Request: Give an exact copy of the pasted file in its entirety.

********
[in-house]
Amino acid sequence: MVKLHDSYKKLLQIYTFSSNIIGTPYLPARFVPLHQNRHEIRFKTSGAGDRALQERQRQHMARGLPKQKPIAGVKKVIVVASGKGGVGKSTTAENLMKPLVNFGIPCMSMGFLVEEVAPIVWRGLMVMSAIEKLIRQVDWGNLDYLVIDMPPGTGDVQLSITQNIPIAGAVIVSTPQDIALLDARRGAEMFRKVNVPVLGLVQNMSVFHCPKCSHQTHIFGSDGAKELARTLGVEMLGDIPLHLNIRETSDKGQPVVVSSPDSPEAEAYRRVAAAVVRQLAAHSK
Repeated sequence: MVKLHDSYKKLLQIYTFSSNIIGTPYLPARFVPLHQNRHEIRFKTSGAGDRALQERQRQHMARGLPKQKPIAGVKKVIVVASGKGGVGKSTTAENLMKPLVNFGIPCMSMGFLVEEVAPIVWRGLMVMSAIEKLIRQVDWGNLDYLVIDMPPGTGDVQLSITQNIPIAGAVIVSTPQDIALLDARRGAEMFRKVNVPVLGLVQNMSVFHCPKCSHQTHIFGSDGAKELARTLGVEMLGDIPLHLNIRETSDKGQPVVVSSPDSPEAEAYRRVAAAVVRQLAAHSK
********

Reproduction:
[in-house]
Amino acid sequence: MVKLHDSYKKLLQIYTFSSNIIGTPYLPARFVPLHQNRHEIRFKTSGAGDRALQERQRQHMARGLPKQKPIAGVKKVIVVASGKGGVGKSTTAENLMKPLVNFGIPCMSMGFLVEEVAPIVWRGLMVMSAIEKLIRQVDWGNLDYLVIDMPPGTGDVQLSITQNIPIAGAVIVSTPQDIALLDARRGAEMFRKVNVPVLGLVQNMSVFHCPKCSHQTHIFGSDGAKELARTLGVEMLGDIPLHLNIRETSDKGQPVVVSSPDSPEAEAYRRVAAAVVRQLAAHSK
Repeated sequence: MVKLHDSYKKLLQIYTFSSNIIGTPYLPARFVPLHQNRHEIRFKTSGAGDRALQERQRQHMARGLPKQKPIAGVKKVIVVASGKGGVGKSTTAENLMKPLVNFGIPCMSMGFLVEEVAPIVWRGLMVMSAIEKLIRQVDWGNLDYLVIDMPPGTGDVQLSITQNIPIAGAVIVSTPQDIALLDARRGAEMFRKVNVPVLGLVQNMSVFHCPKCSHQTHIFGSDGAKELARTLGVEMLGDIPLHLNIRETSDKGQPVVVSSPDSPEAEAYRRVAAAVVRQLAAHSK